Maybe April 10, 2011
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San Gimignano is a lovely little hilltop town, devoted mostly to tourism of course, because it is largely untouched by modern buildings if not by modern technology; it has very romantic winding old streets, and has great views across the countryside, like most hilltop towns. San Gimignano's ace in the hole, however, is that it also.has a cathedral that is about 80% frescoes, including two by Ghirlandaio. Some people think that the genius in them is thanks to Ghirlandaio's brother-in-law Domenico Mainardi. I don't buy it having seen the Ghirlandaio frescoes in Florence, but then I am no expert on the matter.
It is hard to imagine the beauty of a frescoed church if you have never seen one. Until we came to Florence, we had never done so and were absolutely stunned by the sight of these vibrant colorful images of 15th century Italy. painted directly onto the walls of churches. Sadly, many of them in the large churches of Florence were painted over, or simply removed to give way to the new baroque fashion of plain walls punctuated by architectonic altars. That is why the San Gimignano cathedral and its ilk are so precious.
The cathedral in San Gimignano is quite small by cathedral standards. Each side wall of the nave is covered floor to ceiling and cheek by jowl with a dozen or so frescoes depicting scenes from either the Old or New Testament. They were originally painted by a group of Florentine artists, including the above-mentioned Mainardi and Domenico Ghirlandaio, but some of the frescoes have been damaged and others changed through over-painting to the point of being un-restorable, which is a shame. If only 16th century Florence had had modern restoration techniques and the ability to remove frescoes safely from their walls, we might today have a whole lot more of these wonderful works of art.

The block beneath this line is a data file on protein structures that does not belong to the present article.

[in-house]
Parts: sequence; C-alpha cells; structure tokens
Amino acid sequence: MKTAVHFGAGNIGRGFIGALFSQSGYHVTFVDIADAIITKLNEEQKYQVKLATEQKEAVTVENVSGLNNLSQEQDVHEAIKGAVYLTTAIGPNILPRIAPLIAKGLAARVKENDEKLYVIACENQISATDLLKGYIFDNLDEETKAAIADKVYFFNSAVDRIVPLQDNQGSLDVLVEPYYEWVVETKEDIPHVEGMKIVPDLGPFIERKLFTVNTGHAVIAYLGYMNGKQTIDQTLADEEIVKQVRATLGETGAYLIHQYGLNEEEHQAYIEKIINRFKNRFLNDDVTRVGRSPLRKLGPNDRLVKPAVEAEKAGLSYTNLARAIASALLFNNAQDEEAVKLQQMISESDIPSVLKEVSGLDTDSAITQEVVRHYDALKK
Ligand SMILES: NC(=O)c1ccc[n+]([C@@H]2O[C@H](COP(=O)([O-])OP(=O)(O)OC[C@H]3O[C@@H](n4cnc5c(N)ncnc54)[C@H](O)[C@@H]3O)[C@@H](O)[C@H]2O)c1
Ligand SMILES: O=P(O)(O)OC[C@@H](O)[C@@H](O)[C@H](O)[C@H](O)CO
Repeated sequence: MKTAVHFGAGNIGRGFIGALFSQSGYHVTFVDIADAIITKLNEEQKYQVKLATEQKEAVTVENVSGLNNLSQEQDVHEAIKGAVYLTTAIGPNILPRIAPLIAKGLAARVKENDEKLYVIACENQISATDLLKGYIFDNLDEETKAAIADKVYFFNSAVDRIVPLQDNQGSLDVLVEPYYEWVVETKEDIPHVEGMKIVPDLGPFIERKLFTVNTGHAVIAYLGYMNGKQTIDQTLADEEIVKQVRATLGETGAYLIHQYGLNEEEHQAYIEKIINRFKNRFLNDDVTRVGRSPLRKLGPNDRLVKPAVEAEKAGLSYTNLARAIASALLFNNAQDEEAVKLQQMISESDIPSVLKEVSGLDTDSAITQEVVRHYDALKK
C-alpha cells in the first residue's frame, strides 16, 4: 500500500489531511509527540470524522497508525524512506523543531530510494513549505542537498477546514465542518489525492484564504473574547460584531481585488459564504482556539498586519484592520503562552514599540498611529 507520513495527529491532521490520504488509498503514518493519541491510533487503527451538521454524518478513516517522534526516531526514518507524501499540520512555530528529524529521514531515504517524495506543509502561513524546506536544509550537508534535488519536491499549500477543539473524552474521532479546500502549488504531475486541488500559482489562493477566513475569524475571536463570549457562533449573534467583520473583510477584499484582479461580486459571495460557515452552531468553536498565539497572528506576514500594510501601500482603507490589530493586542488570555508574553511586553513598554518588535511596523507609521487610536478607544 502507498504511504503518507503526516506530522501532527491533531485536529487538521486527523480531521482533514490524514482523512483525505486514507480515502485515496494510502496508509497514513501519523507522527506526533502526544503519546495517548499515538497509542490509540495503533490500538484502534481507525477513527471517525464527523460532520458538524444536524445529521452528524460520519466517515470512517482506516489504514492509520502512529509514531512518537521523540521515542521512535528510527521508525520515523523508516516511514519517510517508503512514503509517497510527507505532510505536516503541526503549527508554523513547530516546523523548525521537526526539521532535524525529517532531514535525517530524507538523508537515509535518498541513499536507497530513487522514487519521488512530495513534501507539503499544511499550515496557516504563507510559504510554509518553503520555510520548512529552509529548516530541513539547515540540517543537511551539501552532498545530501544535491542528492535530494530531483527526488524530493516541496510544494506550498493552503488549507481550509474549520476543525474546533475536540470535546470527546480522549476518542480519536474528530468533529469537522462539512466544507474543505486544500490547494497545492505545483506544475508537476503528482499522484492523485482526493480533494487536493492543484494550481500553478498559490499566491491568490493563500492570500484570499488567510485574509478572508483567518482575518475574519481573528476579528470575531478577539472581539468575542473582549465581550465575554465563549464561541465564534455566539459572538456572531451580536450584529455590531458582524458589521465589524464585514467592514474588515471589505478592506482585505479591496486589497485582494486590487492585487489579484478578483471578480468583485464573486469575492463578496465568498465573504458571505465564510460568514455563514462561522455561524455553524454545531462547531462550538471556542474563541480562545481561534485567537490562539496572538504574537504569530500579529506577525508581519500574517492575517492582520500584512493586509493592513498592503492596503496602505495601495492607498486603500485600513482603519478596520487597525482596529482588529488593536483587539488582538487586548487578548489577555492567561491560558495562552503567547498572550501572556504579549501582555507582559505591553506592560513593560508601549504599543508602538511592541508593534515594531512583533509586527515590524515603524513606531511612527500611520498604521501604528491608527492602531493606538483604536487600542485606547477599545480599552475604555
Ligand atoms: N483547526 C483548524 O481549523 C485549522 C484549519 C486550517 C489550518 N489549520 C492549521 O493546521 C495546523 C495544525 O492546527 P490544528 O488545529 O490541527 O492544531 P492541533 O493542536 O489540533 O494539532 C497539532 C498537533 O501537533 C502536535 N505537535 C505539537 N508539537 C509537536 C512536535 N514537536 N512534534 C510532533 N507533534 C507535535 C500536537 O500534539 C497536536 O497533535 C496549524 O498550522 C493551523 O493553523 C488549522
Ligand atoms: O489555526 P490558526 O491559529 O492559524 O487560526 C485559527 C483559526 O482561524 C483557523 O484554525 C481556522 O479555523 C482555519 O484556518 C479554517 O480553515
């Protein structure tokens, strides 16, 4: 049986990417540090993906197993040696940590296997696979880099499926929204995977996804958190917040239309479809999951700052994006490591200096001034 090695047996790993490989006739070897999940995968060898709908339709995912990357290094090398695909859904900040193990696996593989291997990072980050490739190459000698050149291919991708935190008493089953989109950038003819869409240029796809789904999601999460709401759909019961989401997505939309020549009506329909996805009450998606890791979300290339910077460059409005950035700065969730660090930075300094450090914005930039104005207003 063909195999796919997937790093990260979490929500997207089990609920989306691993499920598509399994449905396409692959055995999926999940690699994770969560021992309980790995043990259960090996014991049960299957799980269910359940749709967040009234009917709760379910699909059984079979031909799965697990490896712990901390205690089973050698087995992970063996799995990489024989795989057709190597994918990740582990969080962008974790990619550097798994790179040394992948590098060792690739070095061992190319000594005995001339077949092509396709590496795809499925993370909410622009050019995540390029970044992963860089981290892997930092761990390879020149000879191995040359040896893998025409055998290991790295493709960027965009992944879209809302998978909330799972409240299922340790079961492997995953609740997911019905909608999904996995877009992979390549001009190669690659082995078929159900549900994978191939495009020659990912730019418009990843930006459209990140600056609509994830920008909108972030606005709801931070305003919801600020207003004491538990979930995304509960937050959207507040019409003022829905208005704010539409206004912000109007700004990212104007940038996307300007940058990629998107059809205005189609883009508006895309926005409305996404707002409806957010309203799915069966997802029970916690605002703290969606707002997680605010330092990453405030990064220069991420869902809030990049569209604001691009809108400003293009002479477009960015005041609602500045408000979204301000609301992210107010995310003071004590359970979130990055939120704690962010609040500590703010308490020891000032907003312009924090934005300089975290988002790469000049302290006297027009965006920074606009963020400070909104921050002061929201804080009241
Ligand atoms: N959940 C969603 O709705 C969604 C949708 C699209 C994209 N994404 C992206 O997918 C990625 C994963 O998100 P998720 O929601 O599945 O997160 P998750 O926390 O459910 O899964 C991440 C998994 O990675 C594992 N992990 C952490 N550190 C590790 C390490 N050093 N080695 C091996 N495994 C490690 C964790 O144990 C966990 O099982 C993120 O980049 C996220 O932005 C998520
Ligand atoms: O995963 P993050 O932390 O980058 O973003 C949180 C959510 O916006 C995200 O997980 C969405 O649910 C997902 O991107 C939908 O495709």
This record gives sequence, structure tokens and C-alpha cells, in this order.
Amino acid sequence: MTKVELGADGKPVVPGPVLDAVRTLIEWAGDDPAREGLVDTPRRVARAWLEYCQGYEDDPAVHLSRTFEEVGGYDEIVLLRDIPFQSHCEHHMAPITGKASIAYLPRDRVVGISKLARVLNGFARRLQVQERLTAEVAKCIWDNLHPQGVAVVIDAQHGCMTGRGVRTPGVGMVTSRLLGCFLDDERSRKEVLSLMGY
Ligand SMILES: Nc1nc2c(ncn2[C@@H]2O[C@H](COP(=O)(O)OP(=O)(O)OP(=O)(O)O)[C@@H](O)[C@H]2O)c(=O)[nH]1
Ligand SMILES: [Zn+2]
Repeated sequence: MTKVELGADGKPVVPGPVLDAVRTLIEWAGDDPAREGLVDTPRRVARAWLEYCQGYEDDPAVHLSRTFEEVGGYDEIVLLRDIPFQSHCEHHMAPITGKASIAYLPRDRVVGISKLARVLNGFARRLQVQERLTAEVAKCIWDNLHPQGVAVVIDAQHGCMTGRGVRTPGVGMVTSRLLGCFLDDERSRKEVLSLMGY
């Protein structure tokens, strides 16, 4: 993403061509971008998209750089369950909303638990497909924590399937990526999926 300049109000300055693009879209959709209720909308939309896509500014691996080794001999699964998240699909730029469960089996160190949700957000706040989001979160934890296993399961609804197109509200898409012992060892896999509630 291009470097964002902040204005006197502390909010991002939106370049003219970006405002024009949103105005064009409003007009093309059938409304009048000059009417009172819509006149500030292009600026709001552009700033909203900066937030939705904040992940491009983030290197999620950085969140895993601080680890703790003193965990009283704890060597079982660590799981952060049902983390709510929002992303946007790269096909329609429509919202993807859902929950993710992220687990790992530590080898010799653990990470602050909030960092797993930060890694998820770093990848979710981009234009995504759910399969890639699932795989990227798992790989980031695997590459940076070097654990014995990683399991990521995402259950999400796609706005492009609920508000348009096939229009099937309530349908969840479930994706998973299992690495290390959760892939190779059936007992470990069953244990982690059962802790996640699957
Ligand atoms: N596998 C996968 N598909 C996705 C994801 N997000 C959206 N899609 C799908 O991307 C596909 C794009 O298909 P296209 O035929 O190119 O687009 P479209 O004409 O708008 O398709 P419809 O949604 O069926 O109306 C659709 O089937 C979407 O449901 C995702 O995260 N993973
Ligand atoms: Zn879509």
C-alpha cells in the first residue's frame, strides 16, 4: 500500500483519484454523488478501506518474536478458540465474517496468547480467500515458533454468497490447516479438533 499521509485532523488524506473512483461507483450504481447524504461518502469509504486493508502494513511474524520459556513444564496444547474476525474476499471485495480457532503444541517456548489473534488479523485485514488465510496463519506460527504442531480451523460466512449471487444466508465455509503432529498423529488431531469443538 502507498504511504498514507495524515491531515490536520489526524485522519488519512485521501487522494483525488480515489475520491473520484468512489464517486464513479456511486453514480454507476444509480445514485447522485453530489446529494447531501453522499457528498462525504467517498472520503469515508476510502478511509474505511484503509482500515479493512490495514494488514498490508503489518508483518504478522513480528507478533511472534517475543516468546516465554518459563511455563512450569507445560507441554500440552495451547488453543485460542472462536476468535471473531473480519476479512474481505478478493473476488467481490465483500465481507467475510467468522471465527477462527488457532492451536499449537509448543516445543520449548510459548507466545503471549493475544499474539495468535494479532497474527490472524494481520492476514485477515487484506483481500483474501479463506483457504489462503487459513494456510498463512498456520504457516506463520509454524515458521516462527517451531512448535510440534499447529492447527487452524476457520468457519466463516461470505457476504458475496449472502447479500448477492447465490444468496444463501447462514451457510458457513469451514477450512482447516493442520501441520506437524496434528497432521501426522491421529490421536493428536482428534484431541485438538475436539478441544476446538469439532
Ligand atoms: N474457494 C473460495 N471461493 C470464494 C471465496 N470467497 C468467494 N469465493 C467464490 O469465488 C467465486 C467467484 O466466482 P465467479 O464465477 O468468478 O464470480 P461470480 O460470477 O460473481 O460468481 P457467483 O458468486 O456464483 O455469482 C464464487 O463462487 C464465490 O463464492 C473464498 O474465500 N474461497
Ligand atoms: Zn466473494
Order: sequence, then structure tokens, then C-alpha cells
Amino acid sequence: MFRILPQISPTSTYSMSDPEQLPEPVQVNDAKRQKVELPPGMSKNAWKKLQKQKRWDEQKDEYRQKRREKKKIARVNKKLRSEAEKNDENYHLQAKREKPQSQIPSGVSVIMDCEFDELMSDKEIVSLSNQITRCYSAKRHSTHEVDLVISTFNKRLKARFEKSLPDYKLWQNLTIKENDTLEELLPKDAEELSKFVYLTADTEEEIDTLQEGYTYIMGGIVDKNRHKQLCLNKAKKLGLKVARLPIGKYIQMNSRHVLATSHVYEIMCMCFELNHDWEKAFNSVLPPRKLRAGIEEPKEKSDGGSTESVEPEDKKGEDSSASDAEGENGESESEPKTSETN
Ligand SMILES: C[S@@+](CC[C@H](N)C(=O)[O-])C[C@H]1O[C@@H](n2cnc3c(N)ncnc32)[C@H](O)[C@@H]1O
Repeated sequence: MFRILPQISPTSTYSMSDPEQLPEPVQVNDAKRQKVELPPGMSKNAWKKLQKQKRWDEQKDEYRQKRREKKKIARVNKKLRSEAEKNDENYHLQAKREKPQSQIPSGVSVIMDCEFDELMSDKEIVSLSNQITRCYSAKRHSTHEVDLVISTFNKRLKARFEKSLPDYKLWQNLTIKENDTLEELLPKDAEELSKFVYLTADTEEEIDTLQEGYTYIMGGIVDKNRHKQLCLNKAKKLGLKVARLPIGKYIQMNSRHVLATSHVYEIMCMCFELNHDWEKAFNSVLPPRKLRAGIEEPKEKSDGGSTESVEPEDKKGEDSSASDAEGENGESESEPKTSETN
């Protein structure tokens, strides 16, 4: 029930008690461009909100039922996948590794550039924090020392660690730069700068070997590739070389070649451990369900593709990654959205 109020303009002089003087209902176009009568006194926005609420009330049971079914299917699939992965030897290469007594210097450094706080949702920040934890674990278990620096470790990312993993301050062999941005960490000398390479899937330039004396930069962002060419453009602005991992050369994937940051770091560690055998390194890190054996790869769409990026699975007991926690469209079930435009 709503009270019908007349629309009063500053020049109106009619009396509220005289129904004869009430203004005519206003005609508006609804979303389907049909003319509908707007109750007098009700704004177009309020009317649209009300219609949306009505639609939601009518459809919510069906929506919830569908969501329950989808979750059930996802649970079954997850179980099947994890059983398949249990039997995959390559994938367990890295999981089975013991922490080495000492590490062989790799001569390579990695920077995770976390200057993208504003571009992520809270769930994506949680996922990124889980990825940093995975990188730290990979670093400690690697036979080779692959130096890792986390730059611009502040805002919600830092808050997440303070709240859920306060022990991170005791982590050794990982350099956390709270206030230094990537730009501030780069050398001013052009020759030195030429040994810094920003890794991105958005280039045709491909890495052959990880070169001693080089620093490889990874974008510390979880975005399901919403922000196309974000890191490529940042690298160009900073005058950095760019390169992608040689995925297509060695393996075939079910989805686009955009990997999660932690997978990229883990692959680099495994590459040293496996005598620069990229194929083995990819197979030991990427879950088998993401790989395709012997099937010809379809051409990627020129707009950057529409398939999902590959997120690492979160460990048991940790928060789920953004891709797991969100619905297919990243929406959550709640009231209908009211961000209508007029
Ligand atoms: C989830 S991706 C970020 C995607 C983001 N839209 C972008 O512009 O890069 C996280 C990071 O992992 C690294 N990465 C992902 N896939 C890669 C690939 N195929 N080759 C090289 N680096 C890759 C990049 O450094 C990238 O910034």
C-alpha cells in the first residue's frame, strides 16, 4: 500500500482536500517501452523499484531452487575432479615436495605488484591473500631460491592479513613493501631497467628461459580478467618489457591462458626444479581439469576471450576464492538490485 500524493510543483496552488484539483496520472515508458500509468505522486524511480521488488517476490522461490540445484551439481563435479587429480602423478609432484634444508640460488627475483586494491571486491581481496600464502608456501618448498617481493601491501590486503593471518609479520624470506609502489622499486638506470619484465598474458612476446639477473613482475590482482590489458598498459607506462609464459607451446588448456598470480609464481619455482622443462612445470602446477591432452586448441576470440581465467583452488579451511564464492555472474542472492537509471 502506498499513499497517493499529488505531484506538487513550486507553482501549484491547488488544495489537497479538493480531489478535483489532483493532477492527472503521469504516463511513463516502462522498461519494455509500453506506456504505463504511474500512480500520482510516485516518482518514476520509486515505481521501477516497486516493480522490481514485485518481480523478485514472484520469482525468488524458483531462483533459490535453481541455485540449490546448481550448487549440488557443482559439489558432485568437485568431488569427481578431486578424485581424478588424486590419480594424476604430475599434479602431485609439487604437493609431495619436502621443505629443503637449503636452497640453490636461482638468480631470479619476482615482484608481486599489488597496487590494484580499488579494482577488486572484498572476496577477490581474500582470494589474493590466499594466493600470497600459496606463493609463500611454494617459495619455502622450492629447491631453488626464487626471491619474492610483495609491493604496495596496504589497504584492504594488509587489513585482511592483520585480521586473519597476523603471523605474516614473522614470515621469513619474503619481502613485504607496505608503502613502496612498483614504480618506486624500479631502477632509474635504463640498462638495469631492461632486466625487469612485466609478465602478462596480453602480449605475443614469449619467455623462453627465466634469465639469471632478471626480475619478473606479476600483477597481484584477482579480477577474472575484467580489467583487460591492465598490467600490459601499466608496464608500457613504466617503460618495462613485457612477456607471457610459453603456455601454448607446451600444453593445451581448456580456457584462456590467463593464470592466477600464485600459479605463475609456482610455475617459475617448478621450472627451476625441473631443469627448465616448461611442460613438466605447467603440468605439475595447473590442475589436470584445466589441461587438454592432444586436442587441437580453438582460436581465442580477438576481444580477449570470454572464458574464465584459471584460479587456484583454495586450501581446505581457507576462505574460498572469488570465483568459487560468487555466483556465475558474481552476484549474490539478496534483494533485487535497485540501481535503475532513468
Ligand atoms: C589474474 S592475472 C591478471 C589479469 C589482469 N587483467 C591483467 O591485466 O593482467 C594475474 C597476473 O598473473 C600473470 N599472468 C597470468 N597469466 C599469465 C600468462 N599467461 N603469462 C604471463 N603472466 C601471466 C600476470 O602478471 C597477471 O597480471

The other heavily frescoed church, San Agostino, was also very much worth a visit. Some of its frescoes were by the above-mentioned Mainardi frescoes and incljuded a chapel of frescoes that is rather superb telling the story of St Augustine's life.
Getting to San Gimignano was a little bit of a challenge. When we arrived at the nearby train station of Poggi-Bonsi (honestly, that is the name of the town!), we had to find the bus and a place to buy tickets. It tunred out to be the train station newspaper stand. Wisely, in retrospect, we bought round-trip tickets at the outset. It locked us into the bus, but meant that we weren't thrown off the bus back to Poggi-Bonsi like some people who didn't know (how could they?) the bus driver would not sell them tickets. We spent a very full day wandering the town, grabbing a snack for lunch, and finding time to visit a small town museum as well. The journey home, started out uncomfortably, with about half of SG's tourists all trying to catch the same bus back to the railhead meaning that the bus was very crowded. We counted among the lucky ones who had a seat for the rather windy and bumpy ride down the San Gimignano hill. Catching the train was no problem and once back at Santa Maria Novella train station it was all plain-sailing as we had done the trip so many times before.